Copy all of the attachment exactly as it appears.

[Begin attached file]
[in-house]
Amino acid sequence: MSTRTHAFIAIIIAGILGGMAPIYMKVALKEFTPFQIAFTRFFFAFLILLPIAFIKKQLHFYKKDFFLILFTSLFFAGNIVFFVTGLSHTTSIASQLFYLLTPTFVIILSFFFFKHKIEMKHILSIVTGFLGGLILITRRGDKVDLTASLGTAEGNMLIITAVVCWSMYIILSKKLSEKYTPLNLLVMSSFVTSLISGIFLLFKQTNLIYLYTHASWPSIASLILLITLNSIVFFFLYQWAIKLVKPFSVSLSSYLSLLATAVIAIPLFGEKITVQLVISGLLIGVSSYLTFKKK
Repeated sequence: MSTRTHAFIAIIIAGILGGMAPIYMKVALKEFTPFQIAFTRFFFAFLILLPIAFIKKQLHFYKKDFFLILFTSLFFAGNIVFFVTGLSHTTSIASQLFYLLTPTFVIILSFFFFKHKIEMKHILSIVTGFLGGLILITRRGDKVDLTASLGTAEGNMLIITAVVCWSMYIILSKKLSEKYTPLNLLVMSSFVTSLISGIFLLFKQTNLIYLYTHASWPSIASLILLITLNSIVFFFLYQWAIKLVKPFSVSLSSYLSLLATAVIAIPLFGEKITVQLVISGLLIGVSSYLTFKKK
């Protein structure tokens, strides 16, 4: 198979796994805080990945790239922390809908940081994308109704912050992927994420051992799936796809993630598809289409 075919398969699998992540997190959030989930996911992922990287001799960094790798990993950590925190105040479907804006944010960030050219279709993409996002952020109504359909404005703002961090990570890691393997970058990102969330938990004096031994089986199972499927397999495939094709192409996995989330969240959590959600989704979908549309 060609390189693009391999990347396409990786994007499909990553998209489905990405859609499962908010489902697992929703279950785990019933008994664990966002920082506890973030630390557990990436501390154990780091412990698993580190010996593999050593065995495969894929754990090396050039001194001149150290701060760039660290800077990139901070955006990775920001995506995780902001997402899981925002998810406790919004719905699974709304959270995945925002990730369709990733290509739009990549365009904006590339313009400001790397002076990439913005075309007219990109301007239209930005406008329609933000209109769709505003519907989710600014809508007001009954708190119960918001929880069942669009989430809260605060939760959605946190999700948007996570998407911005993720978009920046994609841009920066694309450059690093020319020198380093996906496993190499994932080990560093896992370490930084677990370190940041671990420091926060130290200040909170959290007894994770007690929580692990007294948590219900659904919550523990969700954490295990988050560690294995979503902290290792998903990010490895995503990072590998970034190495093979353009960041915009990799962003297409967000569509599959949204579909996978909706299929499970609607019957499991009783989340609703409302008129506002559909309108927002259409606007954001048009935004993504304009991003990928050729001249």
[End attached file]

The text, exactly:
[in-house]
Amino acid sequence: MSTRTHAFIAIIIAGILGGMAPIYMKVALKEFTPFQIAFTRFFFAFLILLPIAFIKKQLHFYKKDFFLILFTSLFFAGNIVFFVTGLSHTTSIASQLFYLLTPTFVIILSFFFFKHKIEMKHILSIVTGFLGGLILITRRGDKVDLTASLGTAEGNMLIITAVVCWSMYIILSKKLSEKYTPLNLLVMSSFVTSLISGIFLLFKQTNLIYLYTHASWPSIASLILLITLNSIVFFFLYQWAIKLVKPFSVSLSSYLSLLATAVIAIPLFGEKITVQLVISGLLIGVSSYLTFKKK
Repeated sequence: MSTRTHAFIAIIIAGILGGMAPIYMKVALKEFTPFQIAFTRFFFAFLILLPIAFIKKQLHFYKKDFFLILFTSLFFAGNIVFFVTGLSHTTSIASQLFYLLTPTFVIILSFFFFKHKIEMKHILSIVTGFLGGLILITRRGDKVDLTASLGTAEGNMLIITAVVCWSMYIILSKKLSEKYTPLNLLVMSSFVTSLISGIFLLFKQTNLIYLYTHASWPSIASLILLITLNSIVFFFLYQWAIKLVKPFSVSLSSYLSLLATAVIAIPLFGEKITVQLVISGLLIGVSSYLTFKKK
């Protein structure tokens, strides 16, 4: 198979796994805080990945790239922390809908940081994308109704912050992927994420051992799936796809993630598809289409 075919398969699998992540997190959030989930996911992922990287001799960094790798990993950590925190105040479907804006944010960030050219279709993409996002952020109504359909404005703002961090990570890691393997970058990102969330938990004096031994089986199972499927397999495939094709192409996995989330969240959590959600989704979908549309 060609390189693009391999990347396409990786994007499909990553998209489905990405859609499962908010489902697992929703279950785990019933008994664990966002920082506890973030630390557990990436501390154990780091412990698993580190010996593999050593065995495969894929754990090396050039001194001149150290701060760039660290800077990139901070955006990775920001995506995780902001997402899981925002998810406790919004719905699974709304959270995945925002990730369709990733290509739009990549365009904006590339313009400001790397002076990439913005075309007219990109301007239209930005406008329609933000209109769709505003519907989710600014809508007001009954708190119960918001929880069942669009989430809260605060939760959605946190999700948007996570998407911005993720978009920046994609841009920066694309450059690093020319020198380093996906496993190499994932080990560093896992370490930084677990370190940041671990420091926060130290200040909170959290007894994770007690929580692990007294948590219900659904919550523990969700954490295990988050560690294995979503902290290792998903990010490895995503990072590998970034190495093979353009960041915009990799962003297409967000569509599959949204579909996978909706299929499970609607019957499991009783989340609703409302008129506002559909309108927002259409606007954001048009935004993504304009991003990928050729001249």